She advises fellow caregivers not to lose their sense of self and to avoid over-caring such that the dementia patient is deprived of their own agency.

"Don't tell yourself that - in my life, all that's left is caring for my family," she said. "You have to have your own social circle and things you like to do." 

She initially felt frustration over her mother-in-law's condition, but learned from counselling sessions with Fei Yue how to express her feelings to friends.

"There are sometimes caregivers who may not have the patience that Stella has, and usually they will get a maid to take care of the elderly," said senior social worker Sng Bee Li, who cared for Mdm Leung after she was referred to Fei Yue's community intervention team. 

"Even if they have a maid, we will encourage them to have daycare … so they will have some social interaction to keep the mind active."

Dementia stage


Fei Yue's community intervention teams are part of support networks, led by health professionals, made up of counsellors, social workers and nurses. The free services they provide include assessment, counselling and psychoeducation for clients with mental health conditions and their caregivers.

There are 20 community intervention teams, partnering general practitioners and polyclinics and focusing mainly on adults and seniors with mental conditions like depression, psychosis and dementia, with 39 supporting community outreach teams that take over when the conditions have stabilised.

The establishment of the teams is part of steps taken by MOH and the Agency for Integrated Care (AIC) in scaling up resources to provide for seniors with dementia and their caregivers.

An MOH spokesman told CNA that its strategy for dementia focuses not only on those already diagnosed with it, but also on outreach efforts to increase awareness and early detection. 

Some moves by the ministry include adding 1,000 dementia day care places in 2018, launching a Dementia Friends mobile app that provides tips on caregiving and allows caregivers to post information about missing loved ones, and increasing the number of polyclinics offering mental health and dementia services to 12.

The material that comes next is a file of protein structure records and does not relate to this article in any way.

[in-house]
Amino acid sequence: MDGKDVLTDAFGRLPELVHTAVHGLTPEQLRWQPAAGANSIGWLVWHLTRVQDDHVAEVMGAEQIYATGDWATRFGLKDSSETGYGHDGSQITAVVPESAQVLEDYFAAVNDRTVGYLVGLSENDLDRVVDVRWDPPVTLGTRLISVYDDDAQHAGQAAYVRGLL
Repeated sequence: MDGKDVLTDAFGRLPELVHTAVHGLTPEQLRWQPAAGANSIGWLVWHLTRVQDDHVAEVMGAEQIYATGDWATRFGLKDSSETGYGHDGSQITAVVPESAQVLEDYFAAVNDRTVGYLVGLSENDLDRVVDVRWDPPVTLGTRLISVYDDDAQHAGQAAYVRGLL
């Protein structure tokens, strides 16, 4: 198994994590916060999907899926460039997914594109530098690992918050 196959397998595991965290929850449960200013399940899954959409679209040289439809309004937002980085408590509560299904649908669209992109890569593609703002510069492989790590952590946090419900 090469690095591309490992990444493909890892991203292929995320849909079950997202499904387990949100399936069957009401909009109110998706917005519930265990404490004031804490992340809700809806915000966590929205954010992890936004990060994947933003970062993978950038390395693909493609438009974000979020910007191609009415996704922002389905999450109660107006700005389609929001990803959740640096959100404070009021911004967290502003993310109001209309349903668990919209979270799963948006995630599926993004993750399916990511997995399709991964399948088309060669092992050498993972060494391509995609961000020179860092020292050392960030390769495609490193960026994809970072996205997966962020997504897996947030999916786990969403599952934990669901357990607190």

Steps to tackle the issue include raising awareness of dementia in the community and the launching of a mobile application for caregivers. (Photos: Agency for Integrated Care)

At the doctor level, more than 190 GP partners have been trained as of December 2018 to diagnose and support people with mental health conditions, while most doctors undergoing specialty training since 2014 are required to take part in a geriatric medicine modular training programme, which includes a dementia module.

There are currently eight dementia-friendly communities including Yishun, Queenstown, Bedok, and Woodlands, where areas are adapted to be dementia-friendly with ramps and large text on signs, and this is set to increase to 15 by 2021, MOH said.

There are also more than 200 go-to points across Singapore with dementia resources that also act as safe return points for those with dementia.

Looking to the future, the government also supports dementia research, with the National Medical Research Council awarding the National Neuroscience Institute a $1.7 million grant for research on the onset of dementia among the young in Singapore, said MOH.